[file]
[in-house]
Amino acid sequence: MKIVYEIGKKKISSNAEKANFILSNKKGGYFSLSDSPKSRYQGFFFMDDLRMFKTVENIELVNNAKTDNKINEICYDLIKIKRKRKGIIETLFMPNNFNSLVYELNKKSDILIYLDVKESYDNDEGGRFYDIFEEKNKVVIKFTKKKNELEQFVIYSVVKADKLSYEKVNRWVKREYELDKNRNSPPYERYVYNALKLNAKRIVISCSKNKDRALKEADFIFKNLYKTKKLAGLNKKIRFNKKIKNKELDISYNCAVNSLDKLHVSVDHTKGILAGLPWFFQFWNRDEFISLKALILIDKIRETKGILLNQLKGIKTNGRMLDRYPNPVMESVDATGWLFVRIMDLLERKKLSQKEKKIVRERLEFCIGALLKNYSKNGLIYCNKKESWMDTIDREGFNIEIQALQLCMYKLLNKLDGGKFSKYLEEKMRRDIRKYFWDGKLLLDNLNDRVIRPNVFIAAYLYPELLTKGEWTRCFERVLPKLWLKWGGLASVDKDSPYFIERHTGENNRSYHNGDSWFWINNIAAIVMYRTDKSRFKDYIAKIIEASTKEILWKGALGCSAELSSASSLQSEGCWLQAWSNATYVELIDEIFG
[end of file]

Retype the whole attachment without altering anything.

[in-house]
Amino acid sequence: MKIVYEIGKKKISSNAEKANFILSNKKGGYFSLSDSPKSRYQGFFFMDDLRMFKTVENIELVNNAKTDNKINEICYDLIKIKRKRKGIIETLFMPNNFNSLVYELNKKSDILIYLDVKESYDNDEGGRFYDIFEEKNKVVIKFTKKKNELEQFVIYSVVKADKLSYEKVNRWVKREYELDKNRNSPPYERYVYNALKLNAKRIVISCSKNKDRALKEADFIFKNLYKTKKLAGLNKKIRFNKKIKNKELDISYNCAVNSLDKLHVSVDHTKGILAGLPWFFQFWNRDEFISLKALILIDKIRETKGILLNQLKGIKTNGRMLDRYPNPVMESVDATGWLFVRIMDLLERKKLSQKEKKIVRERLEFCIGALLKNYSKNGLIYCNKKESWMDTIDREGFNIEIQALQLCMYKLLNKLDGGKFSKYLEEKMRRDIRKYFWDGKLLLDNLNDRVIRPNVFIAAYLYPELLTKGEWTRCFERVLPKLWLKWGGLASVDKDSPYFIERHTGENNRSYHNGDSWFWINNIAAIVMYRTDKSRFKDYIAKIIEASTKEILWKGALGCSAELSSASSLQSEGCWLQAWSNATYVELIDEIFG